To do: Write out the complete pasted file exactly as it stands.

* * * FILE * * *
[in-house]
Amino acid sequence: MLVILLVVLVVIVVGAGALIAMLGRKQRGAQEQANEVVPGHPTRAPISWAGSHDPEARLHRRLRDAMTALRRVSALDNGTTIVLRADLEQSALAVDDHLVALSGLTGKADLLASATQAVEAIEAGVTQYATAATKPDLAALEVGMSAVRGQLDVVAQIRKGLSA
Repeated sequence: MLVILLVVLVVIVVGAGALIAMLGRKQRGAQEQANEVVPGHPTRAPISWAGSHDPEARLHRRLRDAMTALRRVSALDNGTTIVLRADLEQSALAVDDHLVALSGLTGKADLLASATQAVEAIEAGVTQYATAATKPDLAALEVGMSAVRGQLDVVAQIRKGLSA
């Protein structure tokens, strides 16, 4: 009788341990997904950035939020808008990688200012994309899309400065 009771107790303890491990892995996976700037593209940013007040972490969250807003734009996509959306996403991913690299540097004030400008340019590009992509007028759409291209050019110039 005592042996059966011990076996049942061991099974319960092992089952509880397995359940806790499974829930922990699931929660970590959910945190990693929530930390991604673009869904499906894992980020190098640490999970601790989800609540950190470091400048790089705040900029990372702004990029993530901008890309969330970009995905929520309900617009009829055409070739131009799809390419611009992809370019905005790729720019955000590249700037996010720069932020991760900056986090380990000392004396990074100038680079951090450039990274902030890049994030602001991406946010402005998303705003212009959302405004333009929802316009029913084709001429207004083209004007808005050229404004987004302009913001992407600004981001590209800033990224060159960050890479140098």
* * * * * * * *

[in-house]
Amino acid sequence: MLVILLVVLVVIVVGAGALIAMLGRKQRGAQEQANEVVPGHPTRAPISWAGSHDPEARLHRRLRDAMTALRRVSALDNGTTIVLRADLEQSALAVDDHLVALSGLTGKADLLASATQAVEAIEAGVTQYATAATKPDLAALEVGMSAVRGQLDVVAQIRKGLSA
Repeated sequence: MLVILLVVLVVIVVGAGALIAMLGRKQRGAQEQANEVVPGHPTRAPISWAGSHDPEARLHRRLRDAMTALRRVSALDNGTTIVLRADLEQSALAVDDHLVALSGLTGKADLLASATQAVEAIEAGVTQYATAATKPDLAALEVGMSAVRGQLDVVAQIRKGLSA
């Protein structure tokens, strides 16, 4: 009788341990997904950035939020808008990688200012994309899309400065 009771107790303890491990892995996976700037593209940013007040972490969250807003734009996509959306996403991913690299540097004030400008340019590009992509007028759409291209050019110039 005592042996059966011990076996049942061991099974319960092992089952509880397995359940806790499974829930922990699931929660970590959910945190990693929530930390991604673009869904499906894992980020190098640490999970601790989800609540950190470091400048790089705040900029990372702004990029993530901008890309969330970009995905929520309900617009009829055409070739131009799809390419611009992809370019905005790729720019955000590249700037996010720069932020991760900056986090380990000392004396990074100038680079951090450039990274902030890049994030602001991406946010402005998303705003212009959302405004333009929802316009029913084709001429207004083209004007808005050229404004987004302009913001992407600004981001590209800033990224060159960050890479140098």